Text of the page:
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What You Should Know About the World's Reserve Currency

So what exactly is a reserve currency and why does it matter?

The following is a transcript of " Money Girl's Quick and Dirty Tips for a Richer Life," a podcast from The audio program is available via RSS feed here and at's podcast home page.

Hello and welcome to

Money Girl's Quick and Dirty Tips for a Richer Life


Today's topic: The world's reserve currency.

Recently, Alan Greenspan, the former U.S.

Federal Reserve

chairman, said it's possible that the euro could replace the U.S. dollar as the world's reserve currency of choice.

So what exactly is a reserve currency and why does it matter?

A reserve currency is money that's held by many countries as their foreign exchange reserves. It's also the currency that's typically used to price commodities, such as oil and gold, that are traded between countries.

A country whose currency is the predominant reserve currency benefits tremendously. In the case of the dollar, the U.S. benefits from the increased demand for the dollar that the reserve currency status creates. Other countries give the U.S. valuable goods in exchange for dollars issued by the Federal Reserve. They also lend the dollars they've accumulated back to the U.S. at low interest rates.

Most significantly, the U.S. benefits from importing these goods and exporting its inflation to other countries in the form of depreciating dollars.

More than 60% of the world's reserve currency is held in U.S. dollars.

So why would Mr. Greenspan think that the euro might replace the dollar as the world's predominant reserve currency?

For starters, the euro has been gaining ground as a reserve currency since it was introduced in 2002. Now, only five years later, approximately one-fourth of the world's reserve currency is held in euros.

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Second, when the U.S. dollar loses value, as it's been doing over the past several years, other nations have more reason to move their reserve currency out of dollars and into other currencies that are doing a better job of holding their value, such as the euro. The result is a reduced demand for dollars, which can drive the value of the dollar down even further.

On Sept. 18, 2007, the Federal Reserve lowered the Fed funds rate and the discount rate by half a percent. Lower interest rates typically make borrowing money easier and mean an increased money supply, which tends to create inflation and devalue the dollar. The Fed's rate cut raised concerns about the dollar continuing to lose value.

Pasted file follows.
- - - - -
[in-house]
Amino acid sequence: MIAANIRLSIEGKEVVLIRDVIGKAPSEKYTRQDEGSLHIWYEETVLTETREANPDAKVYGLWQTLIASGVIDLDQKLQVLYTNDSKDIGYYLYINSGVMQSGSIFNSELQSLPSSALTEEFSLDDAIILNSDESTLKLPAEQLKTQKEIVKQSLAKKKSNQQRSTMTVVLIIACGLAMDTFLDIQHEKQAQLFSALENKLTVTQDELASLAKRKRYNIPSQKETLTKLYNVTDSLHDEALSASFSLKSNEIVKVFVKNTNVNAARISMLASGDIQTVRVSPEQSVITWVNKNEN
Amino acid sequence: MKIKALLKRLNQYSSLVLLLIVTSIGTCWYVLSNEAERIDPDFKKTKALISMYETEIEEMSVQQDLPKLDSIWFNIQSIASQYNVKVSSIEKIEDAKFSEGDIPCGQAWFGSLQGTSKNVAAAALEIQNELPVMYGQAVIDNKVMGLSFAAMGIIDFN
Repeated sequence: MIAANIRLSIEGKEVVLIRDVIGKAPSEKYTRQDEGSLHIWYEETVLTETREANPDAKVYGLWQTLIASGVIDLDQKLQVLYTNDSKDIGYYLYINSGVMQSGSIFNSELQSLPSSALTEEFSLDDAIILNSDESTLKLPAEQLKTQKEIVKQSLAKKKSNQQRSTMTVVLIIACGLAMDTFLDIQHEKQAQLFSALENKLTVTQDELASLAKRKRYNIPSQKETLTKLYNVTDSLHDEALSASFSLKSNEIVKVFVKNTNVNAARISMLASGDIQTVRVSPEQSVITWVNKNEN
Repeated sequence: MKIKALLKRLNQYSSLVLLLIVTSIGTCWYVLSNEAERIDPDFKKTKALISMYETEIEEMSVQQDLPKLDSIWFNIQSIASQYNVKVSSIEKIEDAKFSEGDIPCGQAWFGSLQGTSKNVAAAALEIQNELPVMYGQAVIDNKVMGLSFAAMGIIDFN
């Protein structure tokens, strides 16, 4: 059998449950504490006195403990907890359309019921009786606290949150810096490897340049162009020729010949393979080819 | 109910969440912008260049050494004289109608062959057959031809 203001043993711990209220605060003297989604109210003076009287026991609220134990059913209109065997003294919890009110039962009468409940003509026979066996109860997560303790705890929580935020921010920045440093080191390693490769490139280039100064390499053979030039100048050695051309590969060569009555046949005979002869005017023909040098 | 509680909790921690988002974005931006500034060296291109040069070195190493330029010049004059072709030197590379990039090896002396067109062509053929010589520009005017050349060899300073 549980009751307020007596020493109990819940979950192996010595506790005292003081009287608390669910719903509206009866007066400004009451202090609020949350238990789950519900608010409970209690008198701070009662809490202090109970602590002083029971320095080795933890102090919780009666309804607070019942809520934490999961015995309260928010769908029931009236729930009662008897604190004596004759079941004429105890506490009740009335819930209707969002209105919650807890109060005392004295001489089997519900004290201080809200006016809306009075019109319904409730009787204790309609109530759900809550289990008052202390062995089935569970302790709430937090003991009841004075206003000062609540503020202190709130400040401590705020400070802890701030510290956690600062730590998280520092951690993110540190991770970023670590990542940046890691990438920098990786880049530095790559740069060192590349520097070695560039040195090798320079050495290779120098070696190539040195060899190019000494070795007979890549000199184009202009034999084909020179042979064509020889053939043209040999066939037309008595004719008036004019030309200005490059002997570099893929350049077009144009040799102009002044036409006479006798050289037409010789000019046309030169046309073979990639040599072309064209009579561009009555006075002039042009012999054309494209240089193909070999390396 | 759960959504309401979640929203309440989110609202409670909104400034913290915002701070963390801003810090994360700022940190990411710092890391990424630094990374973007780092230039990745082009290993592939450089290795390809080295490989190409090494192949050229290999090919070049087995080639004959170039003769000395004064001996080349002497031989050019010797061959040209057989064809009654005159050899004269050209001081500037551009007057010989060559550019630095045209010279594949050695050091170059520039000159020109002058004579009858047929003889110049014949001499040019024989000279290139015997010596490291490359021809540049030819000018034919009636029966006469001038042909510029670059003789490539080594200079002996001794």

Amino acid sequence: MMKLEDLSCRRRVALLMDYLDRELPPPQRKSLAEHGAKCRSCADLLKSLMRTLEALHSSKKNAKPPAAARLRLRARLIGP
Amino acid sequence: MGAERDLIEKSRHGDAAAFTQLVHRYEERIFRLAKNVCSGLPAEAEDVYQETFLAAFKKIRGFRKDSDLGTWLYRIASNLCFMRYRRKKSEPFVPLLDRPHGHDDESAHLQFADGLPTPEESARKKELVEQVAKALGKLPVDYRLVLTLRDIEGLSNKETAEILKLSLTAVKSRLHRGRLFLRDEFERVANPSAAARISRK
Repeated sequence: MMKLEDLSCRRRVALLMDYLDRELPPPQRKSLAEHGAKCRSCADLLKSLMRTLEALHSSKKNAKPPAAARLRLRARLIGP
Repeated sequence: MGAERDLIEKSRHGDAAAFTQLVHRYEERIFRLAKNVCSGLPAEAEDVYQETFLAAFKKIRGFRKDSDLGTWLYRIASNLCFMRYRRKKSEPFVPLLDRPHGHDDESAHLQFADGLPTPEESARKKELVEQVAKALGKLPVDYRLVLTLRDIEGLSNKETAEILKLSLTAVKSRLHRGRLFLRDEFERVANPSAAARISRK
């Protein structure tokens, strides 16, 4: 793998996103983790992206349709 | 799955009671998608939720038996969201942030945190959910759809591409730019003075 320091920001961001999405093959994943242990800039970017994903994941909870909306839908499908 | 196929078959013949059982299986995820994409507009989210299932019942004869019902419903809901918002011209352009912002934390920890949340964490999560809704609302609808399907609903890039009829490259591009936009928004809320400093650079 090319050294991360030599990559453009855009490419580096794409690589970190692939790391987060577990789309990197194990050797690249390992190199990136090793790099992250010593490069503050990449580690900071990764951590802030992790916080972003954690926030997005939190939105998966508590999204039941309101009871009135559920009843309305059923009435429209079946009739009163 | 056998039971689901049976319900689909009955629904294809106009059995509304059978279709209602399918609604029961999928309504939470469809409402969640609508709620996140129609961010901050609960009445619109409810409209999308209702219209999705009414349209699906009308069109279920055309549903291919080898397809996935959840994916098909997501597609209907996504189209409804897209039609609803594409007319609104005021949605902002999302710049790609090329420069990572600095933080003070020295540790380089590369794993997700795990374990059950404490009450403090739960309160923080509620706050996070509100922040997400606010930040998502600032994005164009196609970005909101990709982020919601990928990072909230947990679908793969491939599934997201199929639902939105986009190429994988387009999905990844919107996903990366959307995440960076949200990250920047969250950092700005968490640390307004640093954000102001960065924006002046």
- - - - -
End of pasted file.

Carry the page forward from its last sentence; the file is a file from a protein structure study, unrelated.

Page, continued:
In fact, Saudia Arabia, a country that pegs its currency to the dollar, refused to lower its rates in step with the Fed's rate cut for the first time. And earlier in 2007, Kuwait announced that it would no longer tie its currency to the dollar and instead would use a basket of currencies.

Oil exporting countries in the Middle East have been experiencing inflation and would actually need to raise their interest rates to reduce the money supply and lower inflation.

A weaker U.S. dollar means that the dollar may continue to lose ground to the euro as the world's predominant reserve currency. If the U.S. dollar continues to lose value, countries that hold U.S. dollars as reserves will have an incentive to move more of their reserves to a more stable currency, like the euro.

The weakening of the U.S. dollar has led to an increase in the demand for gold. Gold has been called the "anti-dollar." It's the ultimate reserve currency. When confidence in the dollar is shaken, more financial institutions and people buy gold and the price tends to go up.

For those of you who are curious to see how the world's reserve currencies have changed over time, here is a link to a

table that shows the percentage of the world's currency reserves held in different currencies from 1995-2006.

And here's one last thing I want to tell you: Did you know that Canadian dollars are called loonies? On the back of the coin is a loon, which is how the coin got its unusual name. Last week, the loonie had a really big day.

It closed above the U.S. dollar for the first time in more than 30 years. The strength of the Canadian dollar means that prices in the U.S. are low by Canadian standards.

In fact, Steve, who lives in Canada and copyedits the Money Girl transcripts, told me that he likes to buy things like books, clothes and computers in the U.S. because they're so much cheaper. The loonie, like the euro, has also been gaining strength against the U.S. dollar.

Cha-ching! That's all for now, courtesy of Money Girl, your guide to a richer life.

As always, everyone's situation is different, so be sure to consult a tax or financial adviser before making important financial decisions. This podcast is for educational purposes only and is not intended to be a substitute for seeking personalized, professional advice.

Elizabeth Carlassare is the creator of the

Money Girl podcast. A business and technology writer, investor, and former mortgage loan officer, she has a long-standing passion for helping people make the most of their money. She is the author of the Internet business book, "Dotcom Divas," and has been interviewed on more than 60 regional and national radio programs, and featured on C-SPAN Book TV. Elizabeth holds an M.S. from the University of California, Berkeley. She has spoken internationally on the topic of women's entrepreneurship and access to capital. To request a topic or share a money tip, send an email to or call 877-6-RICHER.